60 days after publication (originally January 4th) – testing for all employees who are not fully vaccinated (employees who have completed the entire primary vaccination by this date do not have to be tested, even if they have not yet completed the 2-week waiting period).

Who is covered?  Employers with 100 or more employees are covered under the ETS.  Employees are counted on a company-wide basis and not by each individual facility or establishment. For example, a business with three facilities having 35 employees at each establishment would be considered to have 105 employees and each facility/establishment would be required to comply with the ETS.  

Part-time employees are counted, but true independent contractors are not.  Employees working from home count for purposes of employer coverage but may not be required to comply with all parts of the ETS. Temporary and seasonal workers are counted if employed while the ETS is in effect. On multiemployer worksites – such as construction sites – each individual employer counts their own employees, but all employees of that employer, regardless of where they work are counted.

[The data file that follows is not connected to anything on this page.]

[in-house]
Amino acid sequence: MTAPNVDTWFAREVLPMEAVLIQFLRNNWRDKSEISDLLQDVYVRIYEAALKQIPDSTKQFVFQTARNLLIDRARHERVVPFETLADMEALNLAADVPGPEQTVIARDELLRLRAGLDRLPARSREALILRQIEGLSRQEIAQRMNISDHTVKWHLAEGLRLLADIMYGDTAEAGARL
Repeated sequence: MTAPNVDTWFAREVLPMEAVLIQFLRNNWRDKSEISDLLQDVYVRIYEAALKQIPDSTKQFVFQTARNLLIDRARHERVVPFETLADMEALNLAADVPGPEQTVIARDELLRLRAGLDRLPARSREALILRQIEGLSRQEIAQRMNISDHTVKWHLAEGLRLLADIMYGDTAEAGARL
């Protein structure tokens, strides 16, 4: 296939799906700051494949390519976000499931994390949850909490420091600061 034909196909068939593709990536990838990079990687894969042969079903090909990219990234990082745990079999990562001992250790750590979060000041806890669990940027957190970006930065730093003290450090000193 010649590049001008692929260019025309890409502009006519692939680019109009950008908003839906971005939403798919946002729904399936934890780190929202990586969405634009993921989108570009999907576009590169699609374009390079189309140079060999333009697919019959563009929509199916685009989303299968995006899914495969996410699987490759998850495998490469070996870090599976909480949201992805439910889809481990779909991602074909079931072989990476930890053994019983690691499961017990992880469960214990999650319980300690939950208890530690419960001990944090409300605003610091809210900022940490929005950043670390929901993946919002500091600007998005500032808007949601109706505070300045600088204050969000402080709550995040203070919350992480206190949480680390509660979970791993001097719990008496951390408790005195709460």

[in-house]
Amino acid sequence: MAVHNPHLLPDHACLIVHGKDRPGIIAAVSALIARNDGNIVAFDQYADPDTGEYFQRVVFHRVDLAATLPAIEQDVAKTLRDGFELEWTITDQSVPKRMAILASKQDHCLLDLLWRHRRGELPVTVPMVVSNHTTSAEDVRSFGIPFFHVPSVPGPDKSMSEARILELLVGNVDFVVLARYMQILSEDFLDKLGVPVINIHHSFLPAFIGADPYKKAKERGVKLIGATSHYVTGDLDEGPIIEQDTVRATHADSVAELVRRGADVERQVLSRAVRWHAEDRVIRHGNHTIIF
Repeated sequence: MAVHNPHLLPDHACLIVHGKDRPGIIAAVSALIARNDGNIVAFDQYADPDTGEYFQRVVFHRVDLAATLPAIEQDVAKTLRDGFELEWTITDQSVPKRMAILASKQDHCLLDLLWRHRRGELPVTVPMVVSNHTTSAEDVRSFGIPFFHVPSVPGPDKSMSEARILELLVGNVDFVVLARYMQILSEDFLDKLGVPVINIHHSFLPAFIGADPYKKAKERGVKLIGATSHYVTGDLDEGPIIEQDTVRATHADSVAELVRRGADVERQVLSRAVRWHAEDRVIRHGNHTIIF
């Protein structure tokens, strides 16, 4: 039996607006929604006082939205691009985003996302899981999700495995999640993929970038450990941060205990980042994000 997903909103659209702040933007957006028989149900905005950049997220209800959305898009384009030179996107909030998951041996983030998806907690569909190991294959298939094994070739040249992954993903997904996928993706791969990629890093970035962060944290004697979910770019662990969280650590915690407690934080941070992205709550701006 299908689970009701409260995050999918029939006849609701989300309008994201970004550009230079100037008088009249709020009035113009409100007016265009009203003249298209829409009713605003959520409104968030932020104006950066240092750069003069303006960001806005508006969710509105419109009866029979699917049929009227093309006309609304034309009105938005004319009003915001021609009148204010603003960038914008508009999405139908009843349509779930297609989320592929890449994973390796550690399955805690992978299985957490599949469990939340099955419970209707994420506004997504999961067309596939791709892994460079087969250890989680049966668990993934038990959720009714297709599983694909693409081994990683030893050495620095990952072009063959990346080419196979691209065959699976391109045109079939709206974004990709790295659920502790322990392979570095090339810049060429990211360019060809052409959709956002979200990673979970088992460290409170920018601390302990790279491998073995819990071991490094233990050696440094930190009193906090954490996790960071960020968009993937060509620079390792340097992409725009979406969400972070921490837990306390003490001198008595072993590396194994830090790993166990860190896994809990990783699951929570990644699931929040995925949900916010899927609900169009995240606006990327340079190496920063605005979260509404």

For employers with fluctuating workforces, coverage is determined initially on the effective date of the ETS (originally 11/5). If the employer has 100 or more employees on that date, they are covered for the entirety of the period in which the ETS is in effect, even if they later drop below 100 employees. If an employer has fewer than 100 employees on the effective date (originally 11/5), they are not covered unless and until they reach 100 employees, at which time they become covered for the entire period during which the ETS is in effect, even if they later drop back below 100 employees.